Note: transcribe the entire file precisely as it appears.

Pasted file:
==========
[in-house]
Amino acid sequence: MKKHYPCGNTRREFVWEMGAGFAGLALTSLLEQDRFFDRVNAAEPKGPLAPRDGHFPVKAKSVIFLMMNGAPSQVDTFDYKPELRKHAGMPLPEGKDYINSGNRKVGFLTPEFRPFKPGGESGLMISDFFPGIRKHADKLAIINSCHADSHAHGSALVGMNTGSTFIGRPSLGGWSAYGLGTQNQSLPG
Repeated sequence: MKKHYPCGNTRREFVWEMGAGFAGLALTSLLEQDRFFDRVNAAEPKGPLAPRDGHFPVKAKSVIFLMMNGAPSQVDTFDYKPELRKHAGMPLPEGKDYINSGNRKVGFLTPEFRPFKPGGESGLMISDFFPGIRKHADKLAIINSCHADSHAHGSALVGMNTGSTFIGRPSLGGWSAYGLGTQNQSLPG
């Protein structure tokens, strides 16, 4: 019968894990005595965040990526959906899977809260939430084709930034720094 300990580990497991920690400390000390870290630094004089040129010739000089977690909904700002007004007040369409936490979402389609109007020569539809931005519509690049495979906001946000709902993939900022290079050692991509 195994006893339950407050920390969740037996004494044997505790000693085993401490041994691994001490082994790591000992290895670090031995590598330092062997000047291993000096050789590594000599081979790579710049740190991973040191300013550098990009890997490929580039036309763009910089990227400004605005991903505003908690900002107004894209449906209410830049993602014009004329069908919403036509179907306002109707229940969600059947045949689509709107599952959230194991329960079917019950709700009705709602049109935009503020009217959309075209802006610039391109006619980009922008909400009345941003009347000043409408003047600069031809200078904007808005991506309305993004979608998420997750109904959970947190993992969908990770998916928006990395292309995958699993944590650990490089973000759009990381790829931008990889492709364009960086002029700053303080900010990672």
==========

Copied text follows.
[in-house]
Amino acid sequence: MKKHYPCGNTRREFVWEMGAGFAGLALTSLLEQDRFFDRVNAAEPKGPLAPRDGHFPVKAKSVIFLMMNGAPSQVDTFDYKPELRKHAGMPLPEGKDYINSGNRKVGFLTPEFRPFKPGGESGLMISDFFPGIRKHADKLAIINSCHADSHAHGSALVGMNTGSTFIGRPSLGGWSAYGLGTQNQSLPG
Repeated sequence: MKKHYPCGNTRREFVWEMGAGFAGLALTSLLEQDRFFDRVNAAEPKGPLAPRDGHFPVKAKSVIFLMMNGAPSQVDTFDYKPELRKHAGMPLPEGKDYINSGNRKVGFLTPEFRPFKPGGESGLMISDFFPGIRKHADKLAIINSCHADSHAHGSALVGMNTGSTFIGRPSLGGWSAYGLGTQNQSLPG
């Protein structure tokens, strides 16, 4: 019968894990005595965040990526959906899977809260939430084709930034720094 300990580990497991920690400390000390870290630094004089040129010739000089977690909904700002007004007040369409936490979402389609109007020569539809931005519509690049495979906001946000709902993939900022290079050692991509 195994006893339950407050920390969740037996004494044997505790000693085993401490041994691994001490082994790591000992290895670090031995590598330092062997000047291993000096050789590594000599081979790579710049740190991973040191300013550098990009890997490929580039036309763009910089990227400004605005991903505003908690900002107004894209449906209410830049993602014009004329069908919403036509179907306002109707229940969600059947045949689509709107599952959230194991329960079917019950709700009705709602049109935009503020009217959309075209802006610039391109006619980009922008909400009345941003009347000043409408003047600069031809200078904007808005991506309305993004979608998420997750109904959970947190993992969908990770998916928006990395292309995958699993944590650990490089973000759009990381790829931008990889492709364009960086002029700053303080900010990672």